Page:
One afternoon I was headed home but decided to get off before La Brea to visit a friend who lived in an apartment building on the corner of Stanley and Franklin. As I walked up the hill, I saw a man standing on the sidewalk who looked very much like Orson Welles.

As I drew closer, I couldn’t believe my eyes. It was Orson Welles. A tall, massive, gigantic Orson Welles. Wow, it looked like I’d have a chance to see one of my heroes close up!

He was looking for something.   Walking back and forth, calling out “Rosebud . . . Rosebud . . . Here kitty kitty!”

I mustered up some nerve and came up and said, “Is there anything I can do to help you?”

Without bothering to look in my direction, he growled, “I looking for a cat.”

Orson Welles had a cat named Rosebud? Too much.

I said, “How did your cat get out?”

Now he turned and stared at me.  He took the longest cigar I’d ever seen out of his mouth and said, “Young man, do you know anything about cats?”

“A little.” I explained that when cats are scared sometimes they go into a super-freak-out mode and hide. If it’s an indoor cat, it’s not likely it will go outside because that’s even scarier that whatever frightened it in the first place. A freaked-out cat will head for the first good hiding place it sees and stay there, and no matter how many times you call it, the cat won’t come out until hunger become more overwhelming that fear.

“You’re saying Rosebud is probably still inside the house?”

I nodded. “Yeah, probably. I would be glad to help you look around, if you like.” Then I said something I thought might be the equivalent of shooting myself in my own foot: “I mean, I’m a really big fan and it would be my honor to help you find Rosebud, er, your cat.”

I thought it might turn him off, you know, acting like a star-struck fan, but he loved being adored.

He took me inside his house. It was a Colonial Revival style house, and like most Hollywood mansions I’ve been in, it looked big on the outside, but was rather small on the inside. We found Rosebud hiding behind a bookcase. Welles was grateful for my help. He never did explain what frightened the cat but he told me that his wife was out shopping and he thought the cat had escaped through the front door that he had left open by mistake.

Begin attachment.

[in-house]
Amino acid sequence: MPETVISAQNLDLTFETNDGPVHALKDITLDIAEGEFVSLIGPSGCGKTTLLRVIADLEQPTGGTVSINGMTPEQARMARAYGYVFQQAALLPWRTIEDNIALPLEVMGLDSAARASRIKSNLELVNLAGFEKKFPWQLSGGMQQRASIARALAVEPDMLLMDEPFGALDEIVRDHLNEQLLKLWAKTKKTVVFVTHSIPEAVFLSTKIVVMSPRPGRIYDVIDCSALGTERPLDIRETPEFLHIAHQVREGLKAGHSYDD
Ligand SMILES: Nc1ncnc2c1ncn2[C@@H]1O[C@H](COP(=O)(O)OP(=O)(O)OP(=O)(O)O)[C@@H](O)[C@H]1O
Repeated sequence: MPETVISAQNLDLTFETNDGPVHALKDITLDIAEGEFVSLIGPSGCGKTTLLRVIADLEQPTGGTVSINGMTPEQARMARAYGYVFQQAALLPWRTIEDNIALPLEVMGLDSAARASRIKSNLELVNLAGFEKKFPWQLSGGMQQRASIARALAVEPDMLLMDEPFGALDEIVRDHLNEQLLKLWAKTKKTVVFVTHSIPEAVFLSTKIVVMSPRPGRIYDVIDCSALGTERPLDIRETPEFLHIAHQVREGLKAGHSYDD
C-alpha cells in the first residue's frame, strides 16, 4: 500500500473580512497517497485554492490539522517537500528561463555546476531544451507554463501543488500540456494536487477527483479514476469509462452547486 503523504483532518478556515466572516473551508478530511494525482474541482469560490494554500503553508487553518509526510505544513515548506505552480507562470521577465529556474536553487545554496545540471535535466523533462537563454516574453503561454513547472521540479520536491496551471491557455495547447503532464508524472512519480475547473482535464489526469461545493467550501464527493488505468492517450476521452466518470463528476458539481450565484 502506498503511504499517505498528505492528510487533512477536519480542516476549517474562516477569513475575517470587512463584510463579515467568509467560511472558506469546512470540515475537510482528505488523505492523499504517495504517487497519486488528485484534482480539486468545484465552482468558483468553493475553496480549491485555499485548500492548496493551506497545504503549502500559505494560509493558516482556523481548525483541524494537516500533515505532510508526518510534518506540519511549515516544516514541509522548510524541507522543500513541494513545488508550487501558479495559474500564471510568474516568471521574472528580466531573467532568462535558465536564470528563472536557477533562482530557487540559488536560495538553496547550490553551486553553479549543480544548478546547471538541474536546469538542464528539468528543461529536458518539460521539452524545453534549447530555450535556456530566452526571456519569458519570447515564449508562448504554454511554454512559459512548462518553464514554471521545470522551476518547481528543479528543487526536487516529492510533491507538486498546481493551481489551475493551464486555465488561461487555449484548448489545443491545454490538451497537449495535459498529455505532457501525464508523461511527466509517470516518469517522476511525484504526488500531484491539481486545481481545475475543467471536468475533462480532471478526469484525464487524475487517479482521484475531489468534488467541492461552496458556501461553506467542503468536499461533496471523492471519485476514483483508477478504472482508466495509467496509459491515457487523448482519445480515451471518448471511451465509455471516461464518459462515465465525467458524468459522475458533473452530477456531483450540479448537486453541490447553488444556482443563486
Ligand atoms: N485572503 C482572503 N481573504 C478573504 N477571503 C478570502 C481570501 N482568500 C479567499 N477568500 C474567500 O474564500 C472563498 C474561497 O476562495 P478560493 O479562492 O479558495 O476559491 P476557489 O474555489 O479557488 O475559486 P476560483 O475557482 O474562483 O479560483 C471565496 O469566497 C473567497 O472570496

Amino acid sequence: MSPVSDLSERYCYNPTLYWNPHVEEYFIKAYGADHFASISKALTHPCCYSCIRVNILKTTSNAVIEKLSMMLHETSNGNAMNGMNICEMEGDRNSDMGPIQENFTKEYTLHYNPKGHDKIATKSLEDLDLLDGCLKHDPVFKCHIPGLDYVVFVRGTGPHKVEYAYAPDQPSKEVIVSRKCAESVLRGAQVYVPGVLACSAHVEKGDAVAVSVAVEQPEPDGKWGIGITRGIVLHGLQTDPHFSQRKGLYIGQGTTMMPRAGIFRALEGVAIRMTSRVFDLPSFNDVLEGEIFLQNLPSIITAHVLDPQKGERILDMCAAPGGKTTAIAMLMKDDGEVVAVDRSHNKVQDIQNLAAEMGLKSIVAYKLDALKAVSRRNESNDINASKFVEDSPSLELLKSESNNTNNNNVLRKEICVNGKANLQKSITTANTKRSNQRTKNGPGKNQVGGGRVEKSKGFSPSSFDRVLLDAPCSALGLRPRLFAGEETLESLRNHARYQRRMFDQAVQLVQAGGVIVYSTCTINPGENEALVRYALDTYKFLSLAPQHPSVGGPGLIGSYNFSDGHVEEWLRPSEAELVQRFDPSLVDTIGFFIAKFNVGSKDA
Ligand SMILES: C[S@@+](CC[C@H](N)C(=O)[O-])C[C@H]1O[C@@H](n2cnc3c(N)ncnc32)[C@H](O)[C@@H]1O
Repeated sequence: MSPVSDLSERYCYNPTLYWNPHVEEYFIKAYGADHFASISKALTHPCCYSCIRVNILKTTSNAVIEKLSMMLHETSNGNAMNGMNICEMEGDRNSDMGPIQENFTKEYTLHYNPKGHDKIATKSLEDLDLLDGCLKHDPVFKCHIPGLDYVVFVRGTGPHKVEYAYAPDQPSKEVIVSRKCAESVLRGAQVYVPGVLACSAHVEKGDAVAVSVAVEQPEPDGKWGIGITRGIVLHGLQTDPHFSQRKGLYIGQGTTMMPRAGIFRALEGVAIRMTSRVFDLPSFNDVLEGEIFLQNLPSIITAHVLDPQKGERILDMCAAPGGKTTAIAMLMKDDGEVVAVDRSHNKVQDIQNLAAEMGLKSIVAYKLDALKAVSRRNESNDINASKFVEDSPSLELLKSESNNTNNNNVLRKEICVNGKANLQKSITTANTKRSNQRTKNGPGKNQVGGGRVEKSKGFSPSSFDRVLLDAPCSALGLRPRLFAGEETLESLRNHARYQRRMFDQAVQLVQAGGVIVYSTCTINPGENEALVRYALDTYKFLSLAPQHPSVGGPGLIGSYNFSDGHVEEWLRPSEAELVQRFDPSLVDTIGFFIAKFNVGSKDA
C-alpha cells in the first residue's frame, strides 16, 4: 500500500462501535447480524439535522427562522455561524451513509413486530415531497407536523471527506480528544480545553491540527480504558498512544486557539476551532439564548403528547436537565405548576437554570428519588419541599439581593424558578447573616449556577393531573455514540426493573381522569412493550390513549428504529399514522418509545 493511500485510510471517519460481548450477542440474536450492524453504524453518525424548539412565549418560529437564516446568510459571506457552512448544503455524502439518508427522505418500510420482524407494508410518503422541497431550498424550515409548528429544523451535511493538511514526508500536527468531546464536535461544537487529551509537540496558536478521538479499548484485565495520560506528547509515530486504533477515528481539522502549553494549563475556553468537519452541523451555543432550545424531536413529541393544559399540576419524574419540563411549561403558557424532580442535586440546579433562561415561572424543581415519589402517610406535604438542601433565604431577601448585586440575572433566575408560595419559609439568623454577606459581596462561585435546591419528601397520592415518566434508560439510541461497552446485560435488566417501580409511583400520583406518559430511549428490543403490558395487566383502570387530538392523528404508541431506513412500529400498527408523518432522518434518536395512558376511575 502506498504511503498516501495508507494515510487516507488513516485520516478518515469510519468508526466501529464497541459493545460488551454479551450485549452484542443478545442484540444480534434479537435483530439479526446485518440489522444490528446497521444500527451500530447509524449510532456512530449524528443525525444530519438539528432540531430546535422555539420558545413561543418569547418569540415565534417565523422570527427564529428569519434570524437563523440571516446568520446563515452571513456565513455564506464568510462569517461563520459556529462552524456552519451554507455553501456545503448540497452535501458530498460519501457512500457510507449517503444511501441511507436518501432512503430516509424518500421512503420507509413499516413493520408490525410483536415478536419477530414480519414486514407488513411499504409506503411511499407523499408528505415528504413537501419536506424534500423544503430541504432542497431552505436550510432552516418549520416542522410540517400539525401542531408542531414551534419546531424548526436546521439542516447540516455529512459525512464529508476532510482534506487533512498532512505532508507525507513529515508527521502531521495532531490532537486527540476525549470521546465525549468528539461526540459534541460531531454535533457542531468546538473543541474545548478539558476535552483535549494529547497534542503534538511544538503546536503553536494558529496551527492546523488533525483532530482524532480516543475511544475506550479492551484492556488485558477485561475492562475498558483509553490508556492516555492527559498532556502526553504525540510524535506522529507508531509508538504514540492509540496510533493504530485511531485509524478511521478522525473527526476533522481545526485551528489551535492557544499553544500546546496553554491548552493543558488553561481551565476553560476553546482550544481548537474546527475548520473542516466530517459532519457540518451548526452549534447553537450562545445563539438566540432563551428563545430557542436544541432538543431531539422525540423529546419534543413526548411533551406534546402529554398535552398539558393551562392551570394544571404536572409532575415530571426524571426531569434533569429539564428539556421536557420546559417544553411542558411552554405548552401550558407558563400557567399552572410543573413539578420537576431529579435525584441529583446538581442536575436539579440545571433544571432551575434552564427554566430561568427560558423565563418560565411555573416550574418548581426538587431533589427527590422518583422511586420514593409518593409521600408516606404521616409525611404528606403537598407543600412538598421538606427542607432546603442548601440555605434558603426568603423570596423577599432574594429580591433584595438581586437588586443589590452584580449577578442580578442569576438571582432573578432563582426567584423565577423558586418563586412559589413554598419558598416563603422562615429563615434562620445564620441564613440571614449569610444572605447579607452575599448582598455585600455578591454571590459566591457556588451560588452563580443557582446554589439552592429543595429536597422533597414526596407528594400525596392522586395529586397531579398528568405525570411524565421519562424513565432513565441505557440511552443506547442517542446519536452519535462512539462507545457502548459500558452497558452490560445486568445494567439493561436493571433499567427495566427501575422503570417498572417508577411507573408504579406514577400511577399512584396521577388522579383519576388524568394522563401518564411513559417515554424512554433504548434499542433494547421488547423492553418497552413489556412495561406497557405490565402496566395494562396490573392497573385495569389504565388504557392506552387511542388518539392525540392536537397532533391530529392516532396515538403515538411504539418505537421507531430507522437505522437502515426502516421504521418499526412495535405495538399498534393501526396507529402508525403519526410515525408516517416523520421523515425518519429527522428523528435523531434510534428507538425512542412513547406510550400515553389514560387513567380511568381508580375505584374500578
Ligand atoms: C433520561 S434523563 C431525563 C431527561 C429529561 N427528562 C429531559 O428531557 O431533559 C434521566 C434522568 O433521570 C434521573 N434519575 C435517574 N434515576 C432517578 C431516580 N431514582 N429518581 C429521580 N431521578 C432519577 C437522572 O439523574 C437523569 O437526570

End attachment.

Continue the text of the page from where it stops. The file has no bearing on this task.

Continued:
At that moment, star-struckednes got the better of me and I told him I had seen all his films, or at least as many as I was able to because they weren’t screened very often and that when I saw Citizen Kane at age 17 during my first week of college, it completely blew my mind and I couldn’t of anything else for days afterward, and so on and so forth. He loved it.

A few minutes later, his wife, Oja Kodar, a very beautiful woman, came home and Welles told her what happened and she said, “Orson, where are your manners? You should offer our guest something to drink.”

Welles opened a bottle of Dom Perignon. Unbelievable. It was like 4 in the afternoon. First time I had tasted the stuff.

He asked me what I did for a living and I said I worked in the reservations department at the Beverly Wilshire Hotel and he said he had stayed there many times but swore he would never set foot in the place again as long as Warren Beatty lived there, and I said Beatty didn’t live there anymore but a lot of people thought he did and women with names like Bambi and Trudi were always calling up wanting his room number.

He did not elaborate about what he had against Beatty but I think I got a clue when later on he mentioned that famous actors who were also producers and directors were always saying how great he was but they would never give him any money.

After I finished my glass, I got up to go. I didn’t want to wear out my welcome. Welles had already finished off the bottle and he was getting ready to open another one.  He told me to stay.  I did.

With the second bottle, Welles got really loose and started in on a monologue. Oja Kodar kind of rolled her eyes as if to say she had heard it all many times before, but I thought he was hilarious and he said some very funny things, like:

“If there hadn’t been women we’d still be squatting in a cave eating raw meat, because we made civilization in order to impress our girlfriends.”

“I’ve spent most of my mature life trying to prove that I’m not irresponsible.”

“When you are down and out something always turns up — and it is usually the noses of your friends.”

“I hate television. I hate it as much as peanuts. But I can’t stop eating peanuts.”

During his soliloquy, Rosebud had come up and rubbed herself (or himself, I never found out which) against my leg a few times, and then Welles said something that astounded me.

“Young man, you seem to know a lot about cats, and Rosebud has taken to you. I have need of a good cat person. We’re going to France next week to speak with some people about directing another Shakespeare film, and I need a cat-sitter.”

“A house sitter, too,” Oja Kodar added.

“Would you be interested?”

Would I? Damn! Baby-sit Orson Welles’s cat? And his house? What an opportunity! Maybe it would lead to something like being his assistant.  Who could tell? Stranger things have happened.

I couldn’t believe it. I thought I must be dreaming.

And I was. I woke up, took a shower, got dressed, and headed down to Hollywood Blvd to catch the Number 1 bus for Beverly Hills. It was another ordinary day.

I never had a chance to meet the great man. He died three months later.

Touch Of Evil2